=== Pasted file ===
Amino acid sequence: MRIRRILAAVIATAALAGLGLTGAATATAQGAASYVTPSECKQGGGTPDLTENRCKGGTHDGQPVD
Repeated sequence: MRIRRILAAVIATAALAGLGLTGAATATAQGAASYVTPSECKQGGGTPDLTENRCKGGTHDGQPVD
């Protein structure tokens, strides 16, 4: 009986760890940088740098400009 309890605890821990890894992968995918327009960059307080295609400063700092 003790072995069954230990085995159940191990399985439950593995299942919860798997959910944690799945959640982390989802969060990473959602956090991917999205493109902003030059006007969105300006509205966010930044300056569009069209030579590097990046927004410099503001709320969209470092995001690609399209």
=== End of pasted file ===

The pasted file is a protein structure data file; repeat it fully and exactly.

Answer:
Amino acid sequence: MRIRRILAAVIATAALAGLGLTGAATATAQGAASYVTPSECKQGGGTPDLTENRCKGGTHDGQPVD
Repeated sequence: MRIRRILAAVIATAALAGLGLTGAATATAQGAASYVTPSECKQGGGTPDLTENRCKGGTHDGQPVD
């Protein structure tokens, strides 16, 4: 009986760890940088740098400009 309890605890821990890894992968995918327009960059307080295609400063700092 003790072995069954230990085995159940191990399985439950593995299942919860798997959910944690799945959640982390989802969060990473959602956090991917999205493109902003030059006007969105300006509205966010930044300056569009069209030579590097990046927004410099503001709320969209470092995001690609399209």